1. Limited time only! Sign up for a free 30min personal tutor trial with Chegg Tutors
    Dismiss Notice
Dismiss Notice
Join Physics Forums Today!
The friendliest, high quality science and math community on the planet! Everyone who loves science is here!

Need Suggestions for Problems Regarding Strings in Physics

  1. Mar 7, 2013 #1
    I am currently compiling, solving, and adding complexities to problems involving strings in physics. The scope of my work covers basically everything: from introductory physics to string theory. I'm looking for any suggestions for problems and any way to add complexities to a given problem. I've spent a while finding, solving, and typing some up in LaTeX but I would like to find as many as possible. A few examples that I have already done are the brachistochrone (though it isn't really a "string problem"), the vibrating string (including a discussion of the various boundary conditions), the boat problem (from David Morin's Classical Mechanics book), the relativistic string (incomplete, barely started), the Atwood machine, the simple pendulum, among others (which I really just wrote down). Some examples of added complexity are elasticity, variable density, etc. I welcome any suggestions for more problems (especially if they come with the title of the book in which they are posed), as well as ways to add complexity. The only stipulation is that they must involve strings (ie the physics must be "tied" to the string in some important way). Thanks for any suggestions!
  2. jcsd
  3. Mar 7, 2013 #2


    User Avatar
    Staff Emeritus
    Science Advisor
    Homework Helper

    What is called string theory in physics has nothing to do with any of the examples you have mentioned. So it is rather unclear what you are trying to do, and why.
  4. Mar 7, 2013 #3
    I know that. Excluding the string theory part, it should be pretty obvious what I am doing. If you have a suggestion then feel free to leave one, otherwise, please don't clog the thread.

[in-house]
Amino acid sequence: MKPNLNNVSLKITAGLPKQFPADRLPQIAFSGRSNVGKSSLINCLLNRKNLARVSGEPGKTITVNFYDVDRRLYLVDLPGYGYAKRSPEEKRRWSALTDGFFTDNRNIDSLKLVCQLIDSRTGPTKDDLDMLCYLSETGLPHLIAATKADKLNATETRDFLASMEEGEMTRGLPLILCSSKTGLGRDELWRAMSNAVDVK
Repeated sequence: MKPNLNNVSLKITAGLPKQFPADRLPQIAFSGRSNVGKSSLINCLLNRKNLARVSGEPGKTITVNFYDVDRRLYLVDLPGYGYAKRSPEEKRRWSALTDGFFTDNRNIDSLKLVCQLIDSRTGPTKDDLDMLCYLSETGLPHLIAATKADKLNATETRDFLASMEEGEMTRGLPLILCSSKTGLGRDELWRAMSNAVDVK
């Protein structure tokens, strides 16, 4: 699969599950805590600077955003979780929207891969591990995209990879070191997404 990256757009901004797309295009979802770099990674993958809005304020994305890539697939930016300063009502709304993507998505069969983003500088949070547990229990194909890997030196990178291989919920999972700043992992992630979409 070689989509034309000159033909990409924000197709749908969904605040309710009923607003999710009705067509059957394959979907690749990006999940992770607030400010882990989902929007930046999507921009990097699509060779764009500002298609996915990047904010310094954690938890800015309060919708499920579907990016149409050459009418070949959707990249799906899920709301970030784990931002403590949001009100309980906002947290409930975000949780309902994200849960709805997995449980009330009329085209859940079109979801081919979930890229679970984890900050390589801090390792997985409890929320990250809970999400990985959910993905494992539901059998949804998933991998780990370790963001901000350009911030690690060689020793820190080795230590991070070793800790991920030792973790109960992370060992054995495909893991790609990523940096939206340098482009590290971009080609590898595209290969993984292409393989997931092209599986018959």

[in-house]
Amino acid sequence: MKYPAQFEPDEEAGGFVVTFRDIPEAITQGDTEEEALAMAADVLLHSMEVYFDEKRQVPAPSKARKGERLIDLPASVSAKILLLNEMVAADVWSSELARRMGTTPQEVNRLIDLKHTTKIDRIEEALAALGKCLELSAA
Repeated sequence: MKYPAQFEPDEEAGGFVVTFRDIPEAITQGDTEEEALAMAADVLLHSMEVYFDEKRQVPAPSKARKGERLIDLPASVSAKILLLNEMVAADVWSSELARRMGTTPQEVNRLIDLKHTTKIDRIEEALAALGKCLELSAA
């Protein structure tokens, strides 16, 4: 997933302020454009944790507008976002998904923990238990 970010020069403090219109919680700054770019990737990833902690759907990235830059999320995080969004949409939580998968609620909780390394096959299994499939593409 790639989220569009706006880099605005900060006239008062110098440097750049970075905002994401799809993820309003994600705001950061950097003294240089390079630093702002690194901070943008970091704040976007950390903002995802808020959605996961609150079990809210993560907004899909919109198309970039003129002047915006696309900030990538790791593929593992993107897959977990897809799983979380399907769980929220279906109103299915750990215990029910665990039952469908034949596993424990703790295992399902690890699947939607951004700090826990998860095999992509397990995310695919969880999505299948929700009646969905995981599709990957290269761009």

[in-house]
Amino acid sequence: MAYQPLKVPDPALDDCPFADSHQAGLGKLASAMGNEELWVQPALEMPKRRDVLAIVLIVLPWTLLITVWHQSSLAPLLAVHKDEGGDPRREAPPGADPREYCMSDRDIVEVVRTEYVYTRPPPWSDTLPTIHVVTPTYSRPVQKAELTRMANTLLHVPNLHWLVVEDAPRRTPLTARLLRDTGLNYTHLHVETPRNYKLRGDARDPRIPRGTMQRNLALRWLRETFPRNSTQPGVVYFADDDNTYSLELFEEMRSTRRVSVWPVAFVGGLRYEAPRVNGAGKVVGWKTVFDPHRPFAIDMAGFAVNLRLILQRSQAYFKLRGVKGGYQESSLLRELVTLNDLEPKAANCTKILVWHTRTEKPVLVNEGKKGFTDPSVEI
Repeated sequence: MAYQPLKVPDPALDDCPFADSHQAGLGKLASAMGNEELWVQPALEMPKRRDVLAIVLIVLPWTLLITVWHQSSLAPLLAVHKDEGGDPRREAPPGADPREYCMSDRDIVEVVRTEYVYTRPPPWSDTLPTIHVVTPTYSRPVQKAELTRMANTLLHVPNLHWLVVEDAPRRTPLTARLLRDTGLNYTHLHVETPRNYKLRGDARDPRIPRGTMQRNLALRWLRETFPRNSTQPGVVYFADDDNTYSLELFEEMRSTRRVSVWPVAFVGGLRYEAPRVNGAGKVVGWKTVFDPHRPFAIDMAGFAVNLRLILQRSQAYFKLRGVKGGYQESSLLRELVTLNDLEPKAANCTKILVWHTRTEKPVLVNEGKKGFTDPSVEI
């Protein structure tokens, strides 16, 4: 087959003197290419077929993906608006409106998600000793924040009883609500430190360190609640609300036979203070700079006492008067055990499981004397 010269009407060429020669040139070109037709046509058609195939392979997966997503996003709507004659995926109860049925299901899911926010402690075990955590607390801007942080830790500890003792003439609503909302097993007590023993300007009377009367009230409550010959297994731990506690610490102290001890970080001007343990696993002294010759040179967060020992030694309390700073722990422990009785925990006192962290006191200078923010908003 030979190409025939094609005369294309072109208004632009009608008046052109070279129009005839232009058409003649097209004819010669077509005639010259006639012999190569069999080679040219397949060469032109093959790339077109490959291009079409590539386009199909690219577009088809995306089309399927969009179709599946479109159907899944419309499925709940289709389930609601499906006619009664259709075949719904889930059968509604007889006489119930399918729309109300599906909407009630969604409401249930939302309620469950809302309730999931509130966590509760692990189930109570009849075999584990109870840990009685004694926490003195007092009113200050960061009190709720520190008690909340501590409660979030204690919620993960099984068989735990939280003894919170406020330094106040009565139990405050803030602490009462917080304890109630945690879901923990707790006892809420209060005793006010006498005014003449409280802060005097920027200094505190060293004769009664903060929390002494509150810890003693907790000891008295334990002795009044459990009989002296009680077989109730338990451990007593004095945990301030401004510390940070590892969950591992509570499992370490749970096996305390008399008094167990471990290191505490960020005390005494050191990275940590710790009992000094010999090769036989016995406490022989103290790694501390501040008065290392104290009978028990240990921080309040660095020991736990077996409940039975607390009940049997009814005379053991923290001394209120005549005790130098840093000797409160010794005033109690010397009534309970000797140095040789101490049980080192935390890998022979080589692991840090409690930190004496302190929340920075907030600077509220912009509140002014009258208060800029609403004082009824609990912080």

5. Mar 7, 2013 #4

    Doc Al

    User Avatar

    Staff: Mentor

    You're the one who mentioned "string theory". So don't be surprised if eyebrows are raised.
  6. Mar 7, 2013 #5
    This is what I was trying to avoid: a debate over semantics. While I appreciate your taking the time to read and think about my post, I ask only for replies which contain helpful information. I didn't want to create a long detailed first post, since I figured people would likely skip over it. FYI, I am doing this as a "test project" and there is clearly no end to it. I was trained by the Army to pay attention to detail and some of my ideas were a bit too detailed. Some of the things I have written about, I was informed, weren't exactly what I should be considering. I want to be a theorist, yet sometimes I over-think things (if that is even applicable to a theorist) and so I want to see how others would approach the problem. I'm not asking for solutions, I am asking for the problems themselves and ideas about how to make them harder (yet still solvable). While I understand that my characterization of a "string problem" is vague at best, that is exactly how the task was posed to me -- exactly as I stated it. Furthermore, the "strings" in string theory are quite similar to those in standard physics (ex. the vibrating string problem that I already worked for every standard boundary condition), it's just that there are other objects (like branes, etc) and other elements (extra dimensions, compactification, shapes of strings, etc) of the theory that may be considered. Thanks again for your time and please only respond if you have a suggested problem and/or alteration.
  7. Mar 8, 2013 #6


    User Avatar
    Science Advisor
    Homework Helper
    Gold Member

  8. Mar 8, 2013 #7
    Yeah that's a good one. Thanks
Share this great discussion with others via Reddit, Google+, Twitter, or Facebook